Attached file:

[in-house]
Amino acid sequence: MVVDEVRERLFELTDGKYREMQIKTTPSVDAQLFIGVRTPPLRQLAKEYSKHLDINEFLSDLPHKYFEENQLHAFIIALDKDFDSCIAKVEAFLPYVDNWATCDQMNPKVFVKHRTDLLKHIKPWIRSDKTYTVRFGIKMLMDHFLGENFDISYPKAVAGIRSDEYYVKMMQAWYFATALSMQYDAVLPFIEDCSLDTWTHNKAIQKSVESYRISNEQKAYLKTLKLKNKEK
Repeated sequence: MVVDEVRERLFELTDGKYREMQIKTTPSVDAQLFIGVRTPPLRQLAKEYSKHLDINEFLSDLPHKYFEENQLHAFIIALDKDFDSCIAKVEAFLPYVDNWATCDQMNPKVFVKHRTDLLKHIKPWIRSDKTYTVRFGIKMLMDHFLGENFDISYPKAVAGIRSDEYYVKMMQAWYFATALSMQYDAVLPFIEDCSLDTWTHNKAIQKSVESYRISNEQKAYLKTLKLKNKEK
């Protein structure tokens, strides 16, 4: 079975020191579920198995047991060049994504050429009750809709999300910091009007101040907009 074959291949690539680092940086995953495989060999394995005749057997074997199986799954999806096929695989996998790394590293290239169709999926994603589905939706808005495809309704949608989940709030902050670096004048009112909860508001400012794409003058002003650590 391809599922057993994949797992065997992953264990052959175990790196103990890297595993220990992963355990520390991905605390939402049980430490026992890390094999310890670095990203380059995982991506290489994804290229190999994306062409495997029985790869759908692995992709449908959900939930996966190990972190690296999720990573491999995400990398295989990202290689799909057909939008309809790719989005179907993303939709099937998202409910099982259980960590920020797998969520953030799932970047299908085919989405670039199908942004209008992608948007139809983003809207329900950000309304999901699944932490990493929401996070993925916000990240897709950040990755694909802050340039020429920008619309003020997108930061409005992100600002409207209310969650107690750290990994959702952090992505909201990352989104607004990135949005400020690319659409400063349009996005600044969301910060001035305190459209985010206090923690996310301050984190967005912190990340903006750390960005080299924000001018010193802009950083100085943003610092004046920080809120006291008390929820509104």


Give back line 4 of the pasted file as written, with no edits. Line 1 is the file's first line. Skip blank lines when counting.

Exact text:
């Protein structure tokens, strides 16, 4: 079975020191579920198995047991060049994504050429009750809709999300910091009007101040907009 074959291949690539680092940086995953495989060999394995005749057997074997199986799954999806096929695989996998790394590293290239169709999926994603589905939706808005495809309704949608989940709030902050670096004048009112909860508001400012794409003058002003650590 391809599922057993994949797992065997992953264990052959175990790196103990890297595993220990992963355990520390991905605390939402049980430490026992890390094999310890670095990203380059995982991506290489994804290229190999994306062409495997029985790869759908692995992709449908959900939930996966190990972190690296999720990573491999995400990398295989990202290689799909057909939008309809790719989005179907993303939709099937998202409910099982259980960590920020797998969520953030799932970047299908085919989405670039199908942004209008992608948007139809983003809207329900950000309304999901699944932490990493929401996070993925916000990240897709950040990755694909802050340039020429920008619309003020997108930061409005992100600002409207209310969650107690750290990994959702952090992505909201990352989104607004990135949005400020690319659409400063349009996005600044969301910060001035305190459209985010206090923690996310301050984190967005912190990340903006750390960005080299924000001018010193802009950083100085943003610092004046920080809120006291008390929820509104």